UK students bring life, energy to city, should be appreciated

Have you ever been to Lexington in the summer?

If you haven’t, don’t come. It’s terrible.

The streets are empty, and there is a feeling of general loneliness permeating everything in the whole city.

Let’s face it: Lexington would be nothing without the undergraduate students who are here from August until May. Therefore, it’s unfortunate that Lexington’s leaders treat us like a problematic nuisance that must be contained.

I certainly hope you’ve heard the story by now. City Councilman David Stevens proposed housing regulations that would allow no more than three non-related students to live together and that would not allow any student home to be within 180 feet of another student home, according to the Kernel’s coverage.

The University Area Housing Commission reported that this would render 75 percent of housing around the university ineligible for student occupation, the Kernel reported.

Stevens says he proposed these housing regulations in order to “provoke discussion” and that he wasn’t serious in proposing it. And speaking of discussion, there was a public meeting that took place for this discussion — which occurred the day before students were let out for Thanksgiving Break.

The leaders of Lexington have totally cut undergraduate students out of the discussion about their housing, despite the fact that undergraduate students are the economic engine that drives the city of Lexington.

I wonder if Stevens has ever been to a place like Ashland, Elizabethtown or Owensboro. Here we have cities that are of decent size but have no significant student population. Because of this, they have one movie theater, maybe a few coffee shops and an extremely limited bar scene. They are nice communities, but they lack any sort of urban appeal.

Maybe you see my point. Without the students, this is what Lexington would become.

I have a confession to make. I am from Louisville.

Honestly, I love it there. I’m sorry if that offends anyone.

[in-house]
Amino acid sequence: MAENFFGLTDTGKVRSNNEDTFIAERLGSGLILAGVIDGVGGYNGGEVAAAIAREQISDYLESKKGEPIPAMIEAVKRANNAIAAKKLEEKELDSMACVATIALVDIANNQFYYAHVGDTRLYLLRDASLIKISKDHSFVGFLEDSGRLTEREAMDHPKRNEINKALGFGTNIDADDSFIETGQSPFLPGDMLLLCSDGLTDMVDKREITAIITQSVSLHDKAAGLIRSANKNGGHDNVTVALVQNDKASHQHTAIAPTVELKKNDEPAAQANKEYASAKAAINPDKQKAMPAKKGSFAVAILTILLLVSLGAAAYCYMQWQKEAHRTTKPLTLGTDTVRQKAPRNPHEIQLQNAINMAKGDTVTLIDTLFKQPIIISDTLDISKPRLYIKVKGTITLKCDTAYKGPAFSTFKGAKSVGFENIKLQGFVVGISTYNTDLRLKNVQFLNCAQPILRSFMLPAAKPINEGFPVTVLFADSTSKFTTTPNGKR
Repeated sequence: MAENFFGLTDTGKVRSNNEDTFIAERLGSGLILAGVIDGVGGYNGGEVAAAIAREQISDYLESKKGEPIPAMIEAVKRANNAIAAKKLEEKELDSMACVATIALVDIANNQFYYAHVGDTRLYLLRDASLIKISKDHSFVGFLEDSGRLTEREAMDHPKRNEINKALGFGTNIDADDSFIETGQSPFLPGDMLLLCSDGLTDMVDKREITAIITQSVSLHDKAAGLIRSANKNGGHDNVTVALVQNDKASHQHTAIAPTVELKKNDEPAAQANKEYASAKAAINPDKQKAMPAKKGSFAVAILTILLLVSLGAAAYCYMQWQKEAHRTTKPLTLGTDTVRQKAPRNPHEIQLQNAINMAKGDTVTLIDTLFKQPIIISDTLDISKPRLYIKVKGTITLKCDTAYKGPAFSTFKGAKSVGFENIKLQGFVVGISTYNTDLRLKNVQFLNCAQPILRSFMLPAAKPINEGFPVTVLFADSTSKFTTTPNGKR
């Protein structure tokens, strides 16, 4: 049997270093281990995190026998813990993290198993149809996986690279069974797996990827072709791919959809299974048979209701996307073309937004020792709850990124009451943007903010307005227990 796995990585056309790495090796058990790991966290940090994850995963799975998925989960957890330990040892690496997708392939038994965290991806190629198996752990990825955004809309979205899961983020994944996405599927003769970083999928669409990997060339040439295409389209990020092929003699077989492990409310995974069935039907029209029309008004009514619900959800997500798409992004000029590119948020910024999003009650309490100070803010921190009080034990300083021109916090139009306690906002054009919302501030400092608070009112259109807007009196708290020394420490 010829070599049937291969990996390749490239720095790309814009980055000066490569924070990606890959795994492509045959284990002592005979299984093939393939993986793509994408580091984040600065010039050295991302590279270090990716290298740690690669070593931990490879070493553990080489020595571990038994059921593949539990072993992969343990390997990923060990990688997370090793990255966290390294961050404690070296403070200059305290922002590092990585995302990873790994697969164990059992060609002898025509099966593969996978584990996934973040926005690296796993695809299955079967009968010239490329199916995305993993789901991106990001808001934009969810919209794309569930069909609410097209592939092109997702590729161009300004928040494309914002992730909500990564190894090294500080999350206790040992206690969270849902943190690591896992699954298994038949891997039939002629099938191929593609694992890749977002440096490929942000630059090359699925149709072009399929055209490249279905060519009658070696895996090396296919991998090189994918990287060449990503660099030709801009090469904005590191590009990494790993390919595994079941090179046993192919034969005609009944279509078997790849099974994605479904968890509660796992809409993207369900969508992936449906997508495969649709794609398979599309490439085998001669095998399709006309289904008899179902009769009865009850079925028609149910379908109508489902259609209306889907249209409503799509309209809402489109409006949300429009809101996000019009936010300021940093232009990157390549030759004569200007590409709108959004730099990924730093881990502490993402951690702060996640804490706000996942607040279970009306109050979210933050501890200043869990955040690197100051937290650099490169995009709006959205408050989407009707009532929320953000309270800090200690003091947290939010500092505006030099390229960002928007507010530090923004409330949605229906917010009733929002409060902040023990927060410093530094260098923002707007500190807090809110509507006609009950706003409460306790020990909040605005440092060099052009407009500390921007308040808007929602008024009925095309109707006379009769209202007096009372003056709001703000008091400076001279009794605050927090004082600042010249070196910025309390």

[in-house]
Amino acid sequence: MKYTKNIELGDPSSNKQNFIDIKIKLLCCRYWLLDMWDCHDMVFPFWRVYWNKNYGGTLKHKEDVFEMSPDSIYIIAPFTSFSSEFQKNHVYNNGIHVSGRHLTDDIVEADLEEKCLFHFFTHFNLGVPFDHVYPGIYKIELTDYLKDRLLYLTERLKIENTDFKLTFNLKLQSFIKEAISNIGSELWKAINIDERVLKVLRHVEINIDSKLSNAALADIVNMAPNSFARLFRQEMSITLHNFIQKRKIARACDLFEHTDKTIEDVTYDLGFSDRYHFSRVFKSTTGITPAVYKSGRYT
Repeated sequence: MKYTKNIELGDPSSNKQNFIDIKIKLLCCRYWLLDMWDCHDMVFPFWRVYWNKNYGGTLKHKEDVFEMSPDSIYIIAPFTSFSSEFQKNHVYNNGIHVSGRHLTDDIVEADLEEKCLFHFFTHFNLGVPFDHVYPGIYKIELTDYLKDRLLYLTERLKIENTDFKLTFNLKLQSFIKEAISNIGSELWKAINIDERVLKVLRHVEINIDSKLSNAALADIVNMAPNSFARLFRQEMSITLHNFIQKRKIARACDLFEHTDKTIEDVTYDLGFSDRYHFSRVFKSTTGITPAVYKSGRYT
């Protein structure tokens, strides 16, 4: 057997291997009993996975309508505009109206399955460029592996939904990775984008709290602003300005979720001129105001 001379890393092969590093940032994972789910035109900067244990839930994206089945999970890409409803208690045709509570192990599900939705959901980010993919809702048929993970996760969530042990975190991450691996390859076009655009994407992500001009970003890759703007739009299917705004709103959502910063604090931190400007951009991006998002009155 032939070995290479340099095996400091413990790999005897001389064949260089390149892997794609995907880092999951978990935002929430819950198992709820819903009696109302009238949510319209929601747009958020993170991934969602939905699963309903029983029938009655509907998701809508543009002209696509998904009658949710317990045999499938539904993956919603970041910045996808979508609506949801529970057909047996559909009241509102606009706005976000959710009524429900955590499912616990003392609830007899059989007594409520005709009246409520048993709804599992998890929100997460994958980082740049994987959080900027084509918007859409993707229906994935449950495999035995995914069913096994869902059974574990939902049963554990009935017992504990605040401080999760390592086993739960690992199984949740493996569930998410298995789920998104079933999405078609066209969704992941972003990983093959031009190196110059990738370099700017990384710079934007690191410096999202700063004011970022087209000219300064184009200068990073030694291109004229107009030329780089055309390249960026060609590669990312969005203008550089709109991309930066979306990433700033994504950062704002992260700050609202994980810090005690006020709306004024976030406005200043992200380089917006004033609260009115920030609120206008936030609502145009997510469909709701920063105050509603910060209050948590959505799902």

One of the things I was most surprised about when I moved to Lexington was how much this city depends on the university.

I often tell people that they will never truly understand the UK-University of Louisville rivalry until they visit Louisville.

In Louisville, the city is independent enough from U of L so that folks are able to root for either UK or

U of L.

In Lexington, the city is so tied to the university that it is nearly unconscionable for anyone to be a U of L fan.

Honestly, it seems that every family in the city of Lexington is tied to UK in some way — either directly as a staff member or professor, or as a person whose employer or firm depends on the business of the university in some way.

Now, I believe that the leaders of Lexington love UK.

Honestly, why shouldn’t they? UK is what makes Lexington great.

However, I think that the leaders in Lexington don’t realize that UK is great because of its students. They have totally disregarded us in this housing regulations discussion, despite the obvious truth that they depend on us for the survival of our city.

I certainly hope that these leaders realize this sooner than later and realize that a few burning couches are a small price to pay for all that Lexington receives from the undergraduate students at UK.

Robert Kahne is the president of UK College Democrats. E-mail [email protected].